Tennis elbow is a common condition that causes pain in your forearm and around the outside of your elbow. Despite its name, most people don’t get it from playing tennis. It’s usually caused by repeated movements such as gardening or typing. It is often due to overuse of a group of muscles in your forearm which attach to the outside point of your elbow where the tendon attaching the muscles to the bone develop tiny tears and then thicken and swells causing pain and tenderness. Pain is usually worse when you bend and straighten your elbow and your wrist. It can also progress to getting pain when gripping or twisting your hand. The pain can vary from mild discomfort to severe pain that keeps you awake at night. Often when rest can be helpful to reduce the pain but pain then reappears when you start doing the same movements as was previously painful. Because of this it is useful to see a physiotherapist who can help prescribe exercises to restore function and reduce pain.
Golfers elbow is where pain develops on the inside of the elbow where muscles of your forearm insert to your elbow. Ironically most people who have this condition do not play golf. Symptoms include focal pain and sometimes widespread pain that originate from the inside of the elbow, pain and weakness when opening jars or gripping items and struggling to fully straighten your elbow. The majority of people who develop these symptoms have recently increased their level of activity or slightly changed their routine for example an increase in gardening, typing or an increase in resistance training. You can develop symptoms at any age but commonly people are between 40-60 years old. Factors that increase your risk of developing this condition are if you have diabetes (type 1 and 2), if you smoke, have high cholesterol levels, prone to a sedentary lifestyle, overweight and eat fatty foods on a regular basis. Reassuringly after a clinical diagnosis is made there is strong evidence that symptoms can improve over time with an individualised physiotherapy plan.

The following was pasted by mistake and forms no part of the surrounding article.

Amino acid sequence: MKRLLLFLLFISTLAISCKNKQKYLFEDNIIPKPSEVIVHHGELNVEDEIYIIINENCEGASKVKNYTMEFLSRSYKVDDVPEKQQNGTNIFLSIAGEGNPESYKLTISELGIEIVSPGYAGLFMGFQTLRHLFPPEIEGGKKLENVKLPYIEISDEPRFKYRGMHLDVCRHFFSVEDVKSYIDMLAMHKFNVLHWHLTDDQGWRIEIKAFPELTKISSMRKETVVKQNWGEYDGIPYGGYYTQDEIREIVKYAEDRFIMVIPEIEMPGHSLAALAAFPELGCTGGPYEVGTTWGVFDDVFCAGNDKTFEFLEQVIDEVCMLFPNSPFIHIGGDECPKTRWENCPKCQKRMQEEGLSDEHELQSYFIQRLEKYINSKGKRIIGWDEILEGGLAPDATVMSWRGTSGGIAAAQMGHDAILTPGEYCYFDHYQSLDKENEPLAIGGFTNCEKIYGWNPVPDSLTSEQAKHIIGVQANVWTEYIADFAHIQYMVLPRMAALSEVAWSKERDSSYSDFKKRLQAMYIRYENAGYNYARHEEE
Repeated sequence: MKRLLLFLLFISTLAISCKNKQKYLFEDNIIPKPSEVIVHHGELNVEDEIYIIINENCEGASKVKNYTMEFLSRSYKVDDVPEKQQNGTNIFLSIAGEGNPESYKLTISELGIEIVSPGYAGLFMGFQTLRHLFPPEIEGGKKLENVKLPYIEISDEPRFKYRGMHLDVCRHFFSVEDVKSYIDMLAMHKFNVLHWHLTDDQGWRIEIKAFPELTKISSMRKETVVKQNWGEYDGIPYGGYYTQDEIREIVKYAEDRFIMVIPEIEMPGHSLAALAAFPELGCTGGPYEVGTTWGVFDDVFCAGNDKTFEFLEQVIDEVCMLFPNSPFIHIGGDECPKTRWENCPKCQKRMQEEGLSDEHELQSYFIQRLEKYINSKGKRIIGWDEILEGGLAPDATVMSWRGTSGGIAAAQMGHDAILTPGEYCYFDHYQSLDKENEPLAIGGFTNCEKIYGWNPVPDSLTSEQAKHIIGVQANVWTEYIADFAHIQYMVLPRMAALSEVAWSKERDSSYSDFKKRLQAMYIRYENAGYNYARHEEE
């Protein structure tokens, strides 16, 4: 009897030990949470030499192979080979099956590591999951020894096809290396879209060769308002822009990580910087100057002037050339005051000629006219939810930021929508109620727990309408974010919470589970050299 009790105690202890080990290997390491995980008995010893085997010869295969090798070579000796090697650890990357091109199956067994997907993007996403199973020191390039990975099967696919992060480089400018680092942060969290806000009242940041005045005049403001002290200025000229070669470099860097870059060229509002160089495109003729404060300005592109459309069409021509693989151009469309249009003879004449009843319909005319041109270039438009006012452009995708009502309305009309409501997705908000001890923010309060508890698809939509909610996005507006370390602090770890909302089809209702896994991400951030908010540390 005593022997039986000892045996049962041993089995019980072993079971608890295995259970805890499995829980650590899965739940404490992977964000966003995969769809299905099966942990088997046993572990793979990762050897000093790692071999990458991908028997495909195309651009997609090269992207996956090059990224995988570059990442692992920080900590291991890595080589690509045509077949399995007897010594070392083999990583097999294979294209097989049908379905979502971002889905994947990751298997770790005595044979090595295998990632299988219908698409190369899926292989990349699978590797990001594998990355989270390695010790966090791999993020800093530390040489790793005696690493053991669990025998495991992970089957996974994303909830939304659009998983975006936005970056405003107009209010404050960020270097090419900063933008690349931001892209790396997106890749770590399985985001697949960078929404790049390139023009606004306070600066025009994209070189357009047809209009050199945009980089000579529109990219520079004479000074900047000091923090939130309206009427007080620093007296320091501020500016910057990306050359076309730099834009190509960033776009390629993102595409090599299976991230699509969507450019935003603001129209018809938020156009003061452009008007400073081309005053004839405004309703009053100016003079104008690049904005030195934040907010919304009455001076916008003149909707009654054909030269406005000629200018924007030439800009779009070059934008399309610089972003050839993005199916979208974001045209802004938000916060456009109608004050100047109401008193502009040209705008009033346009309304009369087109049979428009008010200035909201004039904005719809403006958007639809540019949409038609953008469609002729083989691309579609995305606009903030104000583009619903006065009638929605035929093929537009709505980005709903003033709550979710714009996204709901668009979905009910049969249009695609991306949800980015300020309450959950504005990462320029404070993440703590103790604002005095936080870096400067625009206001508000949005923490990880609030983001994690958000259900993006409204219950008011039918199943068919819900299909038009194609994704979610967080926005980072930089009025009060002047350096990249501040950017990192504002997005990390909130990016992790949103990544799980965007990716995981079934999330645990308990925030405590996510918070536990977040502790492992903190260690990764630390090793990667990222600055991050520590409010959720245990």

Elbow Ligament Sprain
The elbow has three ligaments that assist with stabilising the joint, they can be injured by trauma or overuse activities. Common injuries are falling on an outstretched arm, forced twisting of the arm and during sports such as volleyball and tennis. Symptoms include dull aching pain, swelling around the injured site and pain during movement. Physiotherapists can assess the joint stability and help manage pain, restore movement and address any secondary complications such as strength deficits. The level of injury will determine the recovery time and the amount of rehabilitation you will require. In rare occasions surgery is required to reconstruct the ligament where rehabilitation is key in order to return to previous function or sports.
Cubital Tunnel Syndrome
Cubital tunnel syndrome is a nerve irritation syndrome that is caused by repetitive over stretching of the elbow or by direct trauma to the elbow. Symptoms will include pain, numbness and pins and needles from the elbow joint down.
People at risk of developing these symptoms are those over 40 years old, people who complete overhead throwing activities (javelin), people who rest their elbows on hard surfaces constantly or people who rest the elbow in prolonged bent arm positions (holding telephone). With physiotherapy a range of strategies, mobilisations and exercises have been shown to improve 90% of cases in 2-3 months.